Volume 48 – Number 6
The Sir Joseph Hotung Gallery of China and South Asia at The British Museum
Celebrating Shiva in the Chola-mandalam
Two Pictorial Stone Panels in the Art Institute of Chicago
'Chaekgeori: The Power and Pleasure of Possessions in Korean Painted Screens'
Nagasaki, Maps and Trade in the Pacific Rim
Wang Tiande: Transforming Art by Collecting
The Sunkaraku-an: A Teahouse for Philadelphia
India, Deccan, probably Golconda, c. 1700
Ivory, 59.7 x 16.1 cm
The British Museum (2005, 0820.1)
This November, the Sir Joseph Hotung Gallery of China and South Asia at The British Museum will reopen following a refurbishment. Now, paintings and textiles can be displayed alongside inorganic objects and the narrative has been brought up to the present. We interview Jane Portal, Keeper of the Department of Asia, Stuart Frost, Head of Interpretation, and Pippa Nissen of Nissen Richards Studio about the gallery’s design and the collections’ new display. Conservators Jin Xian Qiu and Carol Weiss discuss the work done on the Chinese painting Gathering of Immortals by Zhang Chong for the gallery, and curator Imma Ramos introduces some Indian Ragamala paintings, which can now be placed on view.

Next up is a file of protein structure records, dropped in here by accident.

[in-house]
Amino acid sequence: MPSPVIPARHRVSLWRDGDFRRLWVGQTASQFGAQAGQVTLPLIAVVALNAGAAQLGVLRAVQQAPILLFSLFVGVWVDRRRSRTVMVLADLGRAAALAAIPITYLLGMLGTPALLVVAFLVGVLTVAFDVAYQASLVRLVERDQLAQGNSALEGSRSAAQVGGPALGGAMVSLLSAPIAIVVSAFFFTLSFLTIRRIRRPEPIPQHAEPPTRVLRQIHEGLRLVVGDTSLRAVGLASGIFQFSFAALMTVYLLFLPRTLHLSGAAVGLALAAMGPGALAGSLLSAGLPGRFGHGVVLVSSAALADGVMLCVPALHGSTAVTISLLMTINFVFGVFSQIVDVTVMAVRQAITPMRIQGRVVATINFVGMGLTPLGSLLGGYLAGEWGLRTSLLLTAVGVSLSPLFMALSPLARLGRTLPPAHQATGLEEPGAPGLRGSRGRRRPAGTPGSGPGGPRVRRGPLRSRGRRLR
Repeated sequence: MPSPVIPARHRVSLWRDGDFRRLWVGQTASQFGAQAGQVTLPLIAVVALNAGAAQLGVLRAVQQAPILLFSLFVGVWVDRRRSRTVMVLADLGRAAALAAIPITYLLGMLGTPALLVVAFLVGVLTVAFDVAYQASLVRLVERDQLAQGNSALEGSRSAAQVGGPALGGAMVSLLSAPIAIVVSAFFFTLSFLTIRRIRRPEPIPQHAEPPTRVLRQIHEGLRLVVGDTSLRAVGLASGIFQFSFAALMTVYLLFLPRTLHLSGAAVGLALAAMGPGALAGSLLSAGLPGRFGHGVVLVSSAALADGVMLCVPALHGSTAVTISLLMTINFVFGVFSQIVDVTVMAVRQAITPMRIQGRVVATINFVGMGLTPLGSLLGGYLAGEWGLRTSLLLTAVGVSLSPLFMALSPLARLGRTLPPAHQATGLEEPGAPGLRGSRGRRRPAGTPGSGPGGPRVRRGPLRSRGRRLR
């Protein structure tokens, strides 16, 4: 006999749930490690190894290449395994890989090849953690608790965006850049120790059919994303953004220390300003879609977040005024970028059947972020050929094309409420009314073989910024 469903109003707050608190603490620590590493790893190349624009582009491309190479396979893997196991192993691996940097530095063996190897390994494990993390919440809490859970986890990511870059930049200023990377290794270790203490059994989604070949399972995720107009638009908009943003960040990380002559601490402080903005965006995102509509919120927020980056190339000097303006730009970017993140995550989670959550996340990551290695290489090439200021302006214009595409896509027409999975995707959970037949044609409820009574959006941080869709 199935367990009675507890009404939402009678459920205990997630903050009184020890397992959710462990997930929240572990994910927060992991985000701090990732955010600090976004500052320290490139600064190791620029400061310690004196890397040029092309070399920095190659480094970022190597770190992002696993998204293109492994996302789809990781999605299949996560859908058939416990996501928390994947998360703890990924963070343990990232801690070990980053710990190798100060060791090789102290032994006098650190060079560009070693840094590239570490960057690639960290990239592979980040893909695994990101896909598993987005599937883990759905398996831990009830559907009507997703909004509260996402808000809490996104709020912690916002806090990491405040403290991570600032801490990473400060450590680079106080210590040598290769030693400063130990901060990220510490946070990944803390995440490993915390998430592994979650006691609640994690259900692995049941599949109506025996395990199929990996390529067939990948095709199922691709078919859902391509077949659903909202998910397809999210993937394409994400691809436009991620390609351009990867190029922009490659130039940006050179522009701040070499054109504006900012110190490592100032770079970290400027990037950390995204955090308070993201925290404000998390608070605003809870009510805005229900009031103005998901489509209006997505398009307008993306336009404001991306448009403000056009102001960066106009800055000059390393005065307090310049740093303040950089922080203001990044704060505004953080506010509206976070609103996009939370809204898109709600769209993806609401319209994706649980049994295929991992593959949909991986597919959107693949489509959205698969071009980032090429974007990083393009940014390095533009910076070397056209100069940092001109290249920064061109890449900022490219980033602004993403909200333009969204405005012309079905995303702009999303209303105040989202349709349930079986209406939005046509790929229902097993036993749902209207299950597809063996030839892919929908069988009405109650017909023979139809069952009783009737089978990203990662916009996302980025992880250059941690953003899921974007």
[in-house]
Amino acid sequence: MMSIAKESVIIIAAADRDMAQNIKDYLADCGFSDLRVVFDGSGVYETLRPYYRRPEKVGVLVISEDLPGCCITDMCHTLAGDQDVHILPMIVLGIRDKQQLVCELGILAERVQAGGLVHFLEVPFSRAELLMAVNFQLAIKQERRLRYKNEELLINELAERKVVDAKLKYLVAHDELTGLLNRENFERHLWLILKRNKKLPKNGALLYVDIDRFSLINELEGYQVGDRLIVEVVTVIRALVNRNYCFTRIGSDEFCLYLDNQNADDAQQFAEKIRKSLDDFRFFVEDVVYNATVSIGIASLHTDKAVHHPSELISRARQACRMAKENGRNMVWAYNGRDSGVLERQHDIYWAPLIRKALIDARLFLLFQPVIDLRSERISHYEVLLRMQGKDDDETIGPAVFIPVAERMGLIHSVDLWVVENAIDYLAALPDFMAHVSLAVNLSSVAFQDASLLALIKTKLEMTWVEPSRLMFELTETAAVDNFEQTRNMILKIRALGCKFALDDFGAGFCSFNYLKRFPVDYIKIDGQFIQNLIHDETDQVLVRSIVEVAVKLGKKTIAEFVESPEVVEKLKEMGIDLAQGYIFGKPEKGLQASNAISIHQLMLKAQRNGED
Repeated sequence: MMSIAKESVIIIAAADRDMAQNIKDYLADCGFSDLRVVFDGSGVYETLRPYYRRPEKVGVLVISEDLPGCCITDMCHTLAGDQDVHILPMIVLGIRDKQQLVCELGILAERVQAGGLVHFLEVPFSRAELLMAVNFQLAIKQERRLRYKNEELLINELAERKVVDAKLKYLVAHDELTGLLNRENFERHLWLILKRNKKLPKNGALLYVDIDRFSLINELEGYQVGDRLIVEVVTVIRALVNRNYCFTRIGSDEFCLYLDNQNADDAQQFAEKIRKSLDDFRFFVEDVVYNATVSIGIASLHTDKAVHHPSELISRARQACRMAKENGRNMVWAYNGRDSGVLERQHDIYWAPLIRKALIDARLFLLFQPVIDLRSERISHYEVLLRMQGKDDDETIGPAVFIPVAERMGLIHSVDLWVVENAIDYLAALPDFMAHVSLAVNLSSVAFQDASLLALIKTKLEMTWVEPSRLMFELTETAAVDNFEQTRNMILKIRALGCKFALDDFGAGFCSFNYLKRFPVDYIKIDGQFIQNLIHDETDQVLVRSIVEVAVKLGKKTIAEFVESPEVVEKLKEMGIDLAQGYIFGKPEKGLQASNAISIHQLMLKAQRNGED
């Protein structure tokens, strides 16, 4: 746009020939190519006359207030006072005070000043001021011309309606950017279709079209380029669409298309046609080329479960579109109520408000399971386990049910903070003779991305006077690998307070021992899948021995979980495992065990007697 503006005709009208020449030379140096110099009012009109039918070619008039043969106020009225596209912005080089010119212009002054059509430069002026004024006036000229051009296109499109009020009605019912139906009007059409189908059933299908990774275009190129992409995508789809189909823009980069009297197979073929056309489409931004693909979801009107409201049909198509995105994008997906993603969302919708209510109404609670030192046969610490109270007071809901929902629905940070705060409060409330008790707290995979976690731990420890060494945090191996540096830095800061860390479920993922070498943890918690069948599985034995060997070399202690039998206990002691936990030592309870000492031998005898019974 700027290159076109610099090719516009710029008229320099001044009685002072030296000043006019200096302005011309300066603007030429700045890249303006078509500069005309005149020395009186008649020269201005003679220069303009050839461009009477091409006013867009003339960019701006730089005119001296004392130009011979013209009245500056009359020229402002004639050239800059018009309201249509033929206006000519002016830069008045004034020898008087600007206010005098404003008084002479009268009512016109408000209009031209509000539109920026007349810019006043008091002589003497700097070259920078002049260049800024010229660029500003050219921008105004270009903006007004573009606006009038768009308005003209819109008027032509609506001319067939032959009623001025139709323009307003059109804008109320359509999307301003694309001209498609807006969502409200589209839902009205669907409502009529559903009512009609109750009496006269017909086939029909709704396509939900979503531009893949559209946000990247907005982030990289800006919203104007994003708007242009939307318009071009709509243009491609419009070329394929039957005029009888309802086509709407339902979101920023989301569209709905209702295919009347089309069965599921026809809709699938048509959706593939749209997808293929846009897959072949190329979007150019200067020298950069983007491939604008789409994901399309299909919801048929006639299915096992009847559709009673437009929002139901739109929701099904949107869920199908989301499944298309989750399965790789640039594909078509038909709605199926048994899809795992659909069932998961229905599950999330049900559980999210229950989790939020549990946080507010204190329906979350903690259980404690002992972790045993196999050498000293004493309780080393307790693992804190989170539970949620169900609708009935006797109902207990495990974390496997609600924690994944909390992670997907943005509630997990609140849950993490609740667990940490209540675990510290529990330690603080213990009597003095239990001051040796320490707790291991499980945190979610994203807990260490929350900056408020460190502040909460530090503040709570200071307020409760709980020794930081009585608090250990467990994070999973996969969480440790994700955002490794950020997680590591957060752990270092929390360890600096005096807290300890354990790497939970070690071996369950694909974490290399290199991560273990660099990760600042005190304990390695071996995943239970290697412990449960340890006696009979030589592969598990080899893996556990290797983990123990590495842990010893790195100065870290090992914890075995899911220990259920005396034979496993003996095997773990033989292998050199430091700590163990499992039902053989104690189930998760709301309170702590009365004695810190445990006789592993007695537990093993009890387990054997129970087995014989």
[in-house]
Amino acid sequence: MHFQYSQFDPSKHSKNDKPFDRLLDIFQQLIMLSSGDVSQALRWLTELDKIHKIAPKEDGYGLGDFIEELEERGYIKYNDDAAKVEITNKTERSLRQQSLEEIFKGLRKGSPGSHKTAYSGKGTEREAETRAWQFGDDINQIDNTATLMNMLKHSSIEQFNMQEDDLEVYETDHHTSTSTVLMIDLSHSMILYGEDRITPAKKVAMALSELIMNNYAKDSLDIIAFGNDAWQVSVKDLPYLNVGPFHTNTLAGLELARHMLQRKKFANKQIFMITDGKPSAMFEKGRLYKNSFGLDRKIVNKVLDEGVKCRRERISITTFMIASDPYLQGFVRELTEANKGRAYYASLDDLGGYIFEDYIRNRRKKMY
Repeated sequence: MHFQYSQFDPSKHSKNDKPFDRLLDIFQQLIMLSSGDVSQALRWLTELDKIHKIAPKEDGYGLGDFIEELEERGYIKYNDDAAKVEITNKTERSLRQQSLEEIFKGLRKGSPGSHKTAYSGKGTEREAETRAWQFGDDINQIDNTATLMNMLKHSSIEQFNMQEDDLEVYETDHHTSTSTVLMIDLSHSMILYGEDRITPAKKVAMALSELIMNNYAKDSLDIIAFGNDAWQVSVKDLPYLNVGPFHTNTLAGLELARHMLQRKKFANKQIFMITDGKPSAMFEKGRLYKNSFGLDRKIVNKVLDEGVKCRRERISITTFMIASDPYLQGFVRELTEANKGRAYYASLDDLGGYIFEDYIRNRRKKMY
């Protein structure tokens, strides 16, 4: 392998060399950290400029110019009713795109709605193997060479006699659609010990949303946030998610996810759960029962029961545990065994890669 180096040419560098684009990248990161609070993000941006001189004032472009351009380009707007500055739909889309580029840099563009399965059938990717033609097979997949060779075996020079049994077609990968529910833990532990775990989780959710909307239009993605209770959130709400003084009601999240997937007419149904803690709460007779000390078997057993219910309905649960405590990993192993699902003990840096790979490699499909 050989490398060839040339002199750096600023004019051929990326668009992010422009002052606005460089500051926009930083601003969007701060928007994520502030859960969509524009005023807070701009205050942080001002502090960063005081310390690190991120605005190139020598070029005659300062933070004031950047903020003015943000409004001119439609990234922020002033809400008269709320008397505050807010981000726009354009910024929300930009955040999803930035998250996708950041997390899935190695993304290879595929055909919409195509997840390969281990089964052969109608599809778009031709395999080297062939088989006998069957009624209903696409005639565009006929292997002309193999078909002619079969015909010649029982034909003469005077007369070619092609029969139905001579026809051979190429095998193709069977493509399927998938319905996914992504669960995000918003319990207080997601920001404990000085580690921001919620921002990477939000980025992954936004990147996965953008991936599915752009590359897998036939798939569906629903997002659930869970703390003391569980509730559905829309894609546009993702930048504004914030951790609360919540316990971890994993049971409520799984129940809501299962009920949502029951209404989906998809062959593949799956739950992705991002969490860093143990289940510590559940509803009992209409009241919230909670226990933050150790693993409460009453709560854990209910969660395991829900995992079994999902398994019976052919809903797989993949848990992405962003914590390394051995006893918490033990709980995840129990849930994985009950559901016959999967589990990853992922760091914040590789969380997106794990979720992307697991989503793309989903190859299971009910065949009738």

We also introduce a previously unpublished group of Chola bronzes, which entered a European private collection in 1962 and are presented here by John Guy of the Met. Jin Xu reveals how the carvings on two Northern Wei pictorial stone panels in the Art Institute of Chicago are changing the way we look at early medieval Chinese art. Katherine Anne Paul considers a type of Korean folding screen known as chaekgeori, which depict treasured possessions such as books and are currently the subject of a travelling exhibition, and Richard Pegg uncovers the stories of trade embedded in various maps of Nagasaki.
For ‘Artists as Collectors’, we interview the Chinese artist Wang Tiande. And for ‘Art in Context’, curator Felice Fischer relates the story of the Sunkaraku-an teahouse at the Philadelphia Museum of Art.